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Exaggeration and Histrionics

In 1996, eight years after the women filed suit against Eveleth Mines, Judge Patrick McNulty released his decision on how much the women should get in damages. It wasn’t much.

McNulty is dead now, but he made clear in his opinion that he just didn’t find the women’s stories credible.

The massive equipment in the mine dwarfs ordinary vehicles. - Photo by Stephen Smith

McNulty wrote, “Sexual discrimination claims are highly emotional, and experience teaches that this characteristic is often manifested in exaggeration and histrionics by claimants and counsel, and by interpreting reasonably expectable interpersonal conflicts in sexual terms.”

McNulty wrote that the women were misinterpreting the men’s actions at the mine. One woman had testified that a man asked her for sex and later lunged at her. She thought he meant to rape her. Judge McNulty said she had an active imagination; the judge said maybe the man just meant to say “boo.”

McNulty said hostile environment cases were so new that the mine had not been on notice that its behavior might be illegal – and besides, the judge said, it couldn’t be expected to counteract years of male dominant culture overnight.

The judge gave the women damage awards ranging from $2,500 to $25,000. In other sexual harassment cases, women had been winning hundreds of thousands of dollars – even millions. So the women decided to appeal. But it was too late for Pat Kosmach.

Kosmach had been healthy when she first filed the suit, tough and feisty. She was a natural leader; she pulled the women together and helped keep their spirits up. But as the case wore on, she began having trouble walking. Her friend Jeanne Aho remembers they day Pat Kosmach learned that she had Lou Gehrig’s disease.

“When she called, it was like one of the worst days of my life,” Aho says. “She said she was relieved that she finally found out what was wrong. But it was a death sentence.”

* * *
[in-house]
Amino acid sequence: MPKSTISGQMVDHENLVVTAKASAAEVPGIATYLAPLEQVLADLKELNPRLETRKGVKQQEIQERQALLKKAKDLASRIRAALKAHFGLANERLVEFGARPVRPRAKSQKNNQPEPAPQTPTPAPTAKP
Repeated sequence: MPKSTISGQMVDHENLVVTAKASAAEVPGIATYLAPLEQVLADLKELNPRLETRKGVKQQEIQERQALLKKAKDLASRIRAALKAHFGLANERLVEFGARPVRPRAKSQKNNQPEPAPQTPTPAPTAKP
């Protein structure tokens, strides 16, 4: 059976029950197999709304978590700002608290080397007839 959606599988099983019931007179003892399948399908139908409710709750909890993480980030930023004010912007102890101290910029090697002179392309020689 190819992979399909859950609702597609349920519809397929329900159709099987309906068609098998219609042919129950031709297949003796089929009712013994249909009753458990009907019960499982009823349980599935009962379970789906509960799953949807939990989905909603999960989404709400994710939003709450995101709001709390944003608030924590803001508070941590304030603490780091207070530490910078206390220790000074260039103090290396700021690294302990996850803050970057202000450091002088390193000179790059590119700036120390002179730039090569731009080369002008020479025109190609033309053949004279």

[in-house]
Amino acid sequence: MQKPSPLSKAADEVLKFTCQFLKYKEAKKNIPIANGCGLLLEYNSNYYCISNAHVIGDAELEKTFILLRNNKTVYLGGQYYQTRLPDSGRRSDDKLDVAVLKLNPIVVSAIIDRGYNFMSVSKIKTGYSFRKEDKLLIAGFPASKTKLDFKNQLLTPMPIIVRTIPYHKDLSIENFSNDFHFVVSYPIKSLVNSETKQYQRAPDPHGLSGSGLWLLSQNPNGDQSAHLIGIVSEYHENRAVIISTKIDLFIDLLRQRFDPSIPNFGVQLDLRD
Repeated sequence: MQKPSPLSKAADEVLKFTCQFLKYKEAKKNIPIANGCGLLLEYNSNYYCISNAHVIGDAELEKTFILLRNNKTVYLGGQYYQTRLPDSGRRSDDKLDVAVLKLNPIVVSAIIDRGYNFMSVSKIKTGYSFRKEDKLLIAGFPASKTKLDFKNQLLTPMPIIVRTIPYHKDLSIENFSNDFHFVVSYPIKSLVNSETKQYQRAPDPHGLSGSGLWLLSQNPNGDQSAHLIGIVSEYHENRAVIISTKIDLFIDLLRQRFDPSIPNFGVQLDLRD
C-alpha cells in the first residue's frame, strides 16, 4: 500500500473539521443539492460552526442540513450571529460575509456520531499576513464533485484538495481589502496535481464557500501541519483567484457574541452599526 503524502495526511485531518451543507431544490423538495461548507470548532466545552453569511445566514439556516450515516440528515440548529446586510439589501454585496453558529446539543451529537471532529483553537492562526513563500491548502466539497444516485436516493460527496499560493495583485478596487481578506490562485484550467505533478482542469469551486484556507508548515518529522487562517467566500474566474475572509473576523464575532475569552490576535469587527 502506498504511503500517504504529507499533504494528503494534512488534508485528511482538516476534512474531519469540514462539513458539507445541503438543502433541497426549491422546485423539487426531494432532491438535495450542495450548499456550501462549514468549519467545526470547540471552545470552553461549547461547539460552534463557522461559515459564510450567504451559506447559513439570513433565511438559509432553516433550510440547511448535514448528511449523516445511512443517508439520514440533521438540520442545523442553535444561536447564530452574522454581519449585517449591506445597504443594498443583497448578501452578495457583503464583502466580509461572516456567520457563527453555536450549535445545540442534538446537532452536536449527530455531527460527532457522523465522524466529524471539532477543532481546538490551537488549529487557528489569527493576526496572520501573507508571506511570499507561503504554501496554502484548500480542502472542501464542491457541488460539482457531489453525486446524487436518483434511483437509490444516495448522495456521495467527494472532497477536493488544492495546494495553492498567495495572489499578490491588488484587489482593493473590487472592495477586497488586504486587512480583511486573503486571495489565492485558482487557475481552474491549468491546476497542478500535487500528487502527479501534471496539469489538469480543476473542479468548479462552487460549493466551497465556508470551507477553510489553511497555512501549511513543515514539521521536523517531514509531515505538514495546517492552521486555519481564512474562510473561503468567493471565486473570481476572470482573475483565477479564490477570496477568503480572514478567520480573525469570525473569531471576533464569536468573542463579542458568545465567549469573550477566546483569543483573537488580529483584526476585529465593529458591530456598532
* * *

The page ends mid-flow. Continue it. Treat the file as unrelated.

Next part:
As she got sicker, it became clear that even if the women won the harassment policy they wanted, Pat Kosmach would never benefit from it. She wouldn’t be able to work, and she wouldn’t be around to enjoy any money they might win. Still, she went on with the court battle, hoping she could win some money to leave to her children. Aho says her friend signed court documents from her hospital bed.

“It was horrible,” she says. “To watch somebody lose their body inch by inch, and all the while trying to keep up her strength to keep fighting this thing. Although she did live longer than they expected her to, out of sheer determination to try to see this thing through.”

Pat Kosmach died in 1994, six years after filing the suit against Eveleth Mines. Because she died before the case was resolved, her family would get nothing. Jeanne Aho says her friend left a piece of herself at the mine – literally. She made sure some of her ashes were sprinkled over Eveleth Taconite.

“Kind of like, ‘I’m gonna haunt them forever.’” Aho says. “’They’re not rid of me. They’ll never be rid of me.’”

Sixteen of the remaining women appealed their case – including Marcy Steele.

Steele says the women went through phases when they wanted to quit, but they told each other, “No! We’re going to stick it out. You know you’re right. That’s what they want us to do. What more can they do to us?”

But Steele says it was a lonely battle. “There were quite a few years we didn’t go out into the community much,” she says. “You just felt everybody was talking about those damn women from Eveleth Taconite.”

But in the end, the women won. In 1997, a federal appeals court reversed Judge McNulty. The court scolded the judge and the lawyers for letting the case drag on for a decade, and for letting the mining company lawyers ask invasive questions of the women. The court ordered a new trial. And in 1998, the women and the mine finally settled the case.

As part of the settlement, the women and their lawyers agreed not to disclose how much they received. But lawyer Paul Sprenger says, “Financially they got as much as any women in any case, or more.”



Next: The Legacy